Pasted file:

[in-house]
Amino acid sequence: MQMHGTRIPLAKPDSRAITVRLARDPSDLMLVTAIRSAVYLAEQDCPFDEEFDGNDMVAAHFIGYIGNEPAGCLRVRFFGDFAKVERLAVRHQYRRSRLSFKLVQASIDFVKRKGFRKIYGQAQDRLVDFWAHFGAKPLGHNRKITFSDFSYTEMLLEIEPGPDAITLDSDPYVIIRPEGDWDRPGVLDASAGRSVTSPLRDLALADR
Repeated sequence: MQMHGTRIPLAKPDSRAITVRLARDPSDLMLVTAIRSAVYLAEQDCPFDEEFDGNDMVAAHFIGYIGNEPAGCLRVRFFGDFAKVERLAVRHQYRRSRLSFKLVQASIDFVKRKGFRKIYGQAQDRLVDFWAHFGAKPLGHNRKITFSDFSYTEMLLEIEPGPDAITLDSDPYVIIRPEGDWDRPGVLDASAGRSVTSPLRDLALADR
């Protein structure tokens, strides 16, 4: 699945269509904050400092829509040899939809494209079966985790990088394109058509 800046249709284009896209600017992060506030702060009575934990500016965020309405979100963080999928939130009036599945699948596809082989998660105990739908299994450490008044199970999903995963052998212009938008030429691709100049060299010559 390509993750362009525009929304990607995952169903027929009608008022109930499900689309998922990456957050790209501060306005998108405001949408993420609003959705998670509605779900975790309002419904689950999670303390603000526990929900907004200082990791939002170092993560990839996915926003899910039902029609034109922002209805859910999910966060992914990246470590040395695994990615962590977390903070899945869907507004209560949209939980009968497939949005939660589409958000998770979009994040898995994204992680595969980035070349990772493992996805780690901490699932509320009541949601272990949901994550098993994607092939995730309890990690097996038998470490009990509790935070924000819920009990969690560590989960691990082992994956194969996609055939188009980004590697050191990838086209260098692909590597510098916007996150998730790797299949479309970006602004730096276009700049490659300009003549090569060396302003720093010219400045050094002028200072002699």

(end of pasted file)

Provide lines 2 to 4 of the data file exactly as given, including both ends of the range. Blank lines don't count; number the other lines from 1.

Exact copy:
Amino acid sequence: MQMHGTRIPLAKPDSRAITVRLARDPSDLMLVTAIRSAVYLAEQDCPFDEEFDGNDMVAAHFIGYIGNEPAGCLRVRFFGDFAKVERLAVRHQYRRSRLSFKLVQASIDFVKRKGFRKIYGQAQDRLVDFWAHFGAKPLGHNRKITFSDFSYTEMLLEIEPGPDAITLDSDPYVIIRPEGDWDRPGVLDASAGRSVTSPLRDLALADR
Repeated sequence: MQMHGTRIPLAKPDSRAITVRLARDPSDLMLVTAIRSAVYLAEQDCPFDEEFDGNDMVAAHFIGYIGNEPAGCLRVRFFGDFAKVERLAVRHQYRRSRLSFKLVQASIDFVKRKGFRKIYGQAQDRLVDFWAHFGAKPLGHNRKITFSDFSYTEMLLEIEPGPDAITLDSDPYVIIRPEGDWDRPGVLDASAGRSVTSPLRDLALADR
């Protein structure tokens, strides 16, 4: 699945269509904050400092829509040899939809494209079966985790990088394109058509 800046249709284009896209600017992060506030702060009575934990500016965020309405979100963080999928939130009036599945699948596809082989998660105990739908299994450490008044199970999903995963052998212009938008030429691709100049060299010559 390509993750362009525009929304990607995952169903027929009608008022109930499900689309998922990456957050790209501060306005998108405001949408993420609003959705998670509605779900975790309002419904689950999670303390603000526990929900907004200082990791939002170092993560990839996915926003899910039902029609034109922002209805859910999910966060992914990246470590040395695994990615962590977390903070899945869907507004209560949209939980009968497939949005939660589409958000998770979009994040898995994204992680595969980035070349990772493992996805780690901490699932509320009541949601272990949901994550098993994607092939995730309890990690097996038998470490009990509790935070924000819920009990969690560590989960691990082992994956194969996609055939188009980004590697050191990838086209260098692909590597510098916007996150998730790797299949479309970006602004730096276009700049490659300009003549090569060396302003720093010219400045050094002028200072002699």